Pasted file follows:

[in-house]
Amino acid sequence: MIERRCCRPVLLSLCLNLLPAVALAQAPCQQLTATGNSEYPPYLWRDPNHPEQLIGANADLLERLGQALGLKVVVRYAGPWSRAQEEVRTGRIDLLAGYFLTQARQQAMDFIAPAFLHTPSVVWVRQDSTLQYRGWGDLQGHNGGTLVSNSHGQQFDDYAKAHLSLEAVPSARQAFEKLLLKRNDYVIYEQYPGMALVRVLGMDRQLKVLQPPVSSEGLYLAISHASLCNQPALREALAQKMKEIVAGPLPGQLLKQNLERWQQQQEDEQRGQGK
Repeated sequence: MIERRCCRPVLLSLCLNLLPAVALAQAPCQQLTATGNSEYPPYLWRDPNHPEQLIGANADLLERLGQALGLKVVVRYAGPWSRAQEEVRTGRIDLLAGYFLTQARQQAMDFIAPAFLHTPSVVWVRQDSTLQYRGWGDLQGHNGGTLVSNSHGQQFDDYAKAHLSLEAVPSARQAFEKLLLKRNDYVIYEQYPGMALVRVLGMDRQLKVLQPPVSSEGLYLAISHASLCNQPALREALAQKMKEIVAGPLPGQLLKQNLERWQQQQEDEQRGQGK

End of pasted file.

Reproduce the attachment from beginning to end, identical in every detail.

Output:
[in-house]
Amino acid sequence: MIERRCCRPVLLSLCLNLLPAVALAQAPCQQLTATGNSEYPPYLWRDPNHPEQLIGANADLLERLGQALGLKVVVRYAGPWSRAQEEVRTGRIDLLAGYFLTQARQQAMDFIAPAFLHTPSVVWVRQDSTLQYRGWGDLQGHNGGTLVSNSHGQQFDDYAKAHLSLEAVPSARQAFEKLLLKRNDYVIYEQYPGMALVRVLGMDRQLKVLQPPVSSEGLYLAISHASLCNQPALREALAQKMKEIVAGPLPGQLLKQNLERWQQQQEDEQRGQGK
Repeated sequence: MIERRCCRPVLLSLCLNLLPAVALAQAPCQQLTATGNSEYPPYLWRDPNHPEQLIGANADLLERLGQALGLKVVVRYAGPWSRAQEEVRTGRIDLLAGYFLTQARQQAMDFIAPAFLHTPSVVWVRQDSTLQYRGWGDLQGHNGGTLVSNSHGQQFDDYAKAHLSLEAVPSARQAFEKLLLKRNDYVIYEQYPGMALVRVLGMDRQLKVLQPPVSSEGLYLAISHASLCNQPALREALAQKMKEIVAGPLPGQLLKQNLERWQQQQEDEQRGQGK